An Essex secondary and a high school in a South African township have forged an alliance. Michael Shaw reports.
Anyone who sees headteachers Margaret Wilson and Charles Marthinussen teasing each other would find it hard to believe that their schools are more than 7,000 miles apart.
Both are eager to talk about the similarities between their lives and their secondary schools, which cater for the same number of pupils.
But while Miss Wilson is a head in a commuter town in Essex, Mr Marthinussen manages a school in the South African township of Atlantis, where hunger and poverty are daily concerns.
"One of my priorities is making sure my pupils are eating healthily," Miss Wilson said. "He has to worry about whether his pupils are eating at all."
The two heads met last term after their schools, King John and Atlantis high, were linked through an exchange programme. The scheme, called Khanya, is supported by the Specialist Schools Trust. Pupils at the two schools are now in regular email contact and will be holding video conferences next term. Mr Marthinussen, a bearish rugby player, has given introductory speeches for Nelson Mandela in front of more than 15,000 people.
Yet he appeared meek in the presence of Miss Wilson, who is bursting with enthusiasm, when she led him around a conference in Birmingham.
"When you talk to other heads you often find them being very negative," Mr Marthinussen said. "I've met someone who is extremely excited and positive about what she is doing. She's a tower of strength for me."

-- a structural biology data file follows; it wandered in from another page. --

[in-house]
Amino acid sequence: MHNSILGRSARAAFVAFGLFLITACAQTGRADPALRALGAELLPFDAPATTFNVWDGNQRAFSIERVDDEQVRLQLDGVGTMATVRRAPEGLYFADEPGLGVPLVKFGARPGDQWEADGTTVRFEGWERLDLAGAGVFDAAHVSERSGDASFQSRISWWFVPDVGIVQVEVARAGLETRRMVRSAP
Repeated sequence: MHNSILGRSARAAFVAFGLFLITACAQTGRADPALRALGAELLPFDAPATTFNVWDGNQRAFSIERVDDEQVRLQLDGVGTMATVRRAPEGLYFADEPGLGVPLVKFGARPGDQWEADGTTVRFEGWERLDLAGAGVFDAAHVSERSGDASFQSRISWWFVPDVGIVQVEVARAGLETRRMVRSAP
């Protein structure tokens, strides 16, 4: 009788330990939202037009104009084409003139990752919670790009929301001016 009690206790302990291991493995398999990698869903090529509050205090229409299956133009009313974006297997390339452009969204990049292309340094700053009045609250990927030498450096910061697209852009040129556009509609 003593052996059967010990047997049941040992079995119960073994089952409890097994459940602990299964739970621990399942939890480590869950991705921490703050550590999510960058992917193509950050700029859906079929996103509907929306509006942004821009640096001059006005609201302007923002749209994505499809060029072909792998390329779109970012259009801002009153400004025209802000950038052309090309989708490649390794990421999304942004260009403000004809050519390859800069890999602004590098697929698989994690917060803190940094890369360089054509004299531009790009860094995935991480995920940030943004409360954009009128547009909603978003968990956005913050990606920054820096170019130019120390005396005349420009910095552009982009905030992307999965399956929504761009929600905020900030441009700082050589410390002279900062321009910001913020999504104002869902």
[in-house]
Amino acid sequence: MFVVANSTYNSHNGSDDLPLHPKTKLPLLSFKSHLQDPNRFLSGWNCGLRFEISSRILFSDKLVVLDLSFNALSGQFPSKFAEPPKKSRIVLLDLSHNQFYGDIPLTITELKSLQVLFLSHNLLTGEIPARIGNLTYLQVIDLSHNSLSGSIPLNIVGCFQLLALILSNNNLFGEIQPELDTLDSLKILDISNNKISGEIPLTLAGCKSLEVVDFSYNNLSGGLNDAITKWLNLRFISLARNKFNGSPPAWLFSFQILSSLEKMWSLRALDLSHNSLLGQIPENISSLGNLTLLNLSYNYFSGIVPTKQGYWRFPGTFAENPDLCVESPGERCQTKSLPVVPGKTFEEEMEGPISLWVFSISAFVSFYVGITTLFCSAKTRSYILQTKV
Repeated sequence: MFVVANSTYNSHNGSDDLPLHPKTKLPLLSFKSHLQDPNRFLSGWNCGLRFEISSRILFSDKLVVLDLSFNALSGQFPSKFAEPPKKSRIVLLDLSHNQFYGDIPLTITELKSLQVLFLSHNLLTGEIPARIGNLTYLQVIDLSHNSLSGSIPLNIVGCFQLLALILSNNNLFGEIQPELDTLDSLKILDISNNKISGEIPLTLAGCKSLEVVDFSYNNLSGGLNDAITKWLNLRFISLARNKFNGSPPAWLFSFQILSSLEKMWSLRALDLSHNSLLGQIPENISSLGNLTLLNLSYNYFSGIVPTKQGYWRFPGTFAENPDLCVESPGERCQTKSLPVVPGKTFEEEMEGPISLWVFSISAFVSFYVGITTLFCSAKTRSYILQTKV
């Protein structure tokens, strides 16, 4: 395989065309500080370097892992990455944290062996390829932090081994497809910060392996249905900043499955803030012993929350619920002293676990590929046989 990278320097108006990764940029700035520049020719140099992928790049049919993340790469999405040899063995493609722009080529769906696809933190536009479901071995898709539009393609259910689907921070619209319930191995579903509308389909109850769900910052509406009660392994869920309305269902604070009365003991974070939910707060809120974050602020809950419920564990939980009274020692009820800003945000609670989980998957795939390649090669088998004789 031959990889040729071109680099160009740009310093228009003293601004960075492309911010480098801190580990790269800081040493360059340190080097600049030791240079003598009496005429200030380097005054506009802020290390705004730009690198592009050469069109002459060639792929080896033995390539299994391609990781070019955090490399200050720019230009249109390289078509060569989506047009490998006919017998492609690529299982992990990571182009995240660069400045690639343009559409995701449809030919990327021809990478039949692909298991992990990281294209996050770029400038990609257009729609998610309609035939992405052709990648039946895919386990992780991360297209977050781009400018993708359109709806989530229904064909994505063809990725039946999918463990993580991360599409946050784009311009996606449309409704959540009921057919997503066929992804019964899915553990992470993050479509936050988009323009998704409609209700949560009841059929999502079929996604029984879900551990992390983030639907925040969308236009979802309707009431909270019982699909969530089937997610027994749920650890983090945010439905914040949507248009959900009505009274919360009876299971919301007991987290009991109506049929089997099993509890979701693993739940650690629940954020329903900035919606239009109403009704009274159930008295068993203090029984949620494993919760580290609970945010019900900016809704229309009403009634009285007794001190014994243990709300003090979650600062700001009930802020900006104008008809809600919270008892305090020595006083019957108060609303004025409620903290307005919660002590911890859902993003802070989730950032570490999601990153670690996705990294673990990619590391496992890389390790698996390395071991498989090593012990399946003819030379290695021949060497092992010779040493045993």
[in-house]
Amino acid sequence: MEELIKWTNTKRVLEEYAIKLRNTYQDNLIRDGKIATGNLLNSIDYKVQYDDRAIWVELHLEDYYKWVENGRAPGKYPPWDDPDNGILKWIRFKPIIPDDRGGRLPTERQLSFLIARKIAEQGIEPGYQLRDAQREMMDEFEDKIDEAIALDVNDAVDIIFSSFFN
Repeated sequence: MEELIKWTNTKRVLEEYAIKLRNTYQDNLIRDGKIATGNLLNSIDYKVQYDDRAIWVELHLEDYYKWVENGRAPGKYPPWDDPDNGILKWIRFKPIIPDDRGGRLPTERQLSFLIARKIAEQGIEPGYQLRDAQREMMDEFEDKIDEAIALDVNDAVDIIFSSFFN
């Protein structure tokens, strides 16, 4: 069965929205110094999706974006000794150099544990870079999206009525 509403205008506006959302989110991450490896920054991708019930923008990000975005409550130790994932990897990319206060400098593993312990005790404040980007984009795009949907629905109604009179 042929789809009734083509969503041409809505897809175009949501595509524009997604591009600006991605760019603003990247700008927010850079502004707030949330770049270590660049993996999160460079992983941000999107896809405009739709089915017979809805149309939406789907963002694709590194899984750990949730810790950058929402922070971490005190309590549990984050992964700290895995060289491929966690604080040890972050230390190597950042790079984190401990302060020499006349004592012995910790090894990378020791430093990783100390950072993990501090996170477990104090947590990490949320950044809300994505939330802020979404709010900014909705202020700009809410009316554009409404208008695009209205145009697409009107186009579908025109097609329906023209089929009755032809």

Both heads had tough upbringings. While Miss Wilson grew up on the notorious Easterhouse estate in Glasgow, Mr Marthinussen attended school in the Western Cape town of Wellington at the height of the apartheid era. The injustice of South Africa's education system, which then gave the lion's share of resources to white schools, made him decide to become a teacher.
But Mr Marthinussen was initially banned from teacher training for "political reasons" after his name had been listed by the authorities after an arson attack in 1976.
Pupils at a school in Soweto held a peaceful protest that year calling for improved education. But police responded with tear gas and bullets, sparking student riots across South Africa.
"I had accepted the role of representative for the students at my school," Mr Marthinussen said, quietly. "And the school was burned down."
Miss Wilson also nearly missed out on secondary teaching after leaving school with grades too poor for university. However, she eventually gained a place on a teacher-training course.
There are other similarities. Both were sporting champions: Miss Wilson represented Scotland in athletics and Britain in the triathalon while Mr Marthinussen played rugby for South Africa, when it had separate black and white teams.
When Miss Wilson visited Atlantis high in September she was taken aback by the poverty in the all-black township and the lack of staff and facilities at the school. She was surprised, too, by the similarities to King John.
Both schools place a strong emphasis on uniforms, summer schools, and on giving parents learning opportunities - even offering the same information communications technology course for adults, the European computing driving licence.
Miss Wilson said: "We are on the opposite sides of the earth but our values are the same."
School to school
Location Benfield, a commuter town in Essex
Unemployment Less than 3%
Number of pupils 1,867
Number of teachers 123
Number of support and admin staff 63
Typical teacher-pupil ratio 24 to one
Exam results 65 % five A* to C GCSEs
Location Atlantis, a township on the outskirts of Cape Town
Unemployment Up to 70%
Number of pupils 1,900
Number of teachers 55
Number of support and admin staff One
Typical teacher-pupil ratio 55 to one
Exam results 100%
passes in national exams